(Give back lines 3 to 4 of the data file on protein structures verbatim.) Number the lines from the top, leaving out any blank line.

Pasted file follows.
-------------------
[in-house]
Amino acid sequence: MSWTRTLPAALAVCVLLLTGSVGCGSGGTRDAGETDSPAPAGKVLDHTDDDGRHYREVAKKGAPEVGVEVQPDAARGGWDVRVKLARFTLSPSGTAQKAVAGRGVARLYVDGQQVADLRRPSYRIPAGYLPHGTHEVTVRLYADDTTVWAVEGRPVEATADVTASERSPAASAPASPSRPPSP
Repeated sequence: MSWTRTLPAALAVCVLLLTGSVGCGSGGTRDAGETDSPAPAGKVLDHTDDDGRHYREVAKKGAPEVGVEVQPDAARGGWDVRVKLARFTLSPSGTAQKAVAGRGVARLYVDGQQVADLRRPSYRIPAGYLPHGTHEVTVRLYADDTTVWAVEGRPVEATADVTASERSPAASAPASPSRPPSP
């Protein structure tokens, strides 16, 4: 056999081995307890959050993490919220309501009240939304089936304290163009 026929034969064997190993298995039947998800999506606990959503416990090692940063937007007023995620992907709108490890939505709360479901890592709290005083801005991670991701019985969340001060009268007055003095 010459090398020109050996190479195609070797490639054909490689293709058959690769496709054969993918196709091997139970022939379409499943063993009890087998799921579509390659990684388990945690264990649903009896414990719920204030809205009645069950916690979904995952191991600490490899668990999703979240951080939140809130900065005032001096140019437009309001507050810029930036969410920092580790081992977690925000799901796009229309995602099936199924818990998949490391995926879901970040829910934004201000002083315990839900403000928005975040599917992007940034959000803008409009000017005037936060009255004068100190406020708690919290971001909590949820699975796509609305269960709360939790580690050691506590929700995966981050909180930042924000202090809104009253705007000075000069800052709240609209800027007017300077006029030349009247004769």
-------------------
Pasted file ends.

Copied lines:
Repeated sequence: MSWTRTLPAALAVCVLLLTGSVGCGSGGTRDAGETDSPAPAGKVLDHTDDDGRHYREVAKKGAPEVGVEVQPDAARGGWDVRVKLARFTLSPSGTAQKAVAGRGVARLYVDGQQVADLRRPSYRIPAGYLPHGTHEVTVRLYADDTTVWAVEGRPVEATADVTASERSPAASAPASPSRPPSP
């Protein structure tokens, strides 16, 4: 056999081995307890959050993490919220309501009240939304089936304290163009 026929034969064997190993298995039947998800999506606990959503416990090692940063937007007023995620992907709108490890939505709360479901890592709290005083801005991670991701019985969340001060009268007055003095 010459090398020109050996190479195609070797490639054909490689293709058959690769496709054969993918196709091997139970022939379409499943063993009890087998799921579509390659990684388990945690264990649903009896414990719920204030809205009645069950916690979904995952191991600490490899668990999703979240951080939140809130900065005032001096140019437009309001507050810029930036969410920092580790081992977690925000799901796009229309995602099936199924818990998949490391995926879901970040829910934004201000002083315990839900403000928005975040599917992007940034959000803008409009000017005037936060009255004068100190406020708690919290971001909590949820699975796509609305269960709360939790580690050691506590929700995966981050909180930042924000202090809104009253705007000075000069800052709240609209800027007017300077006029030349009247004769």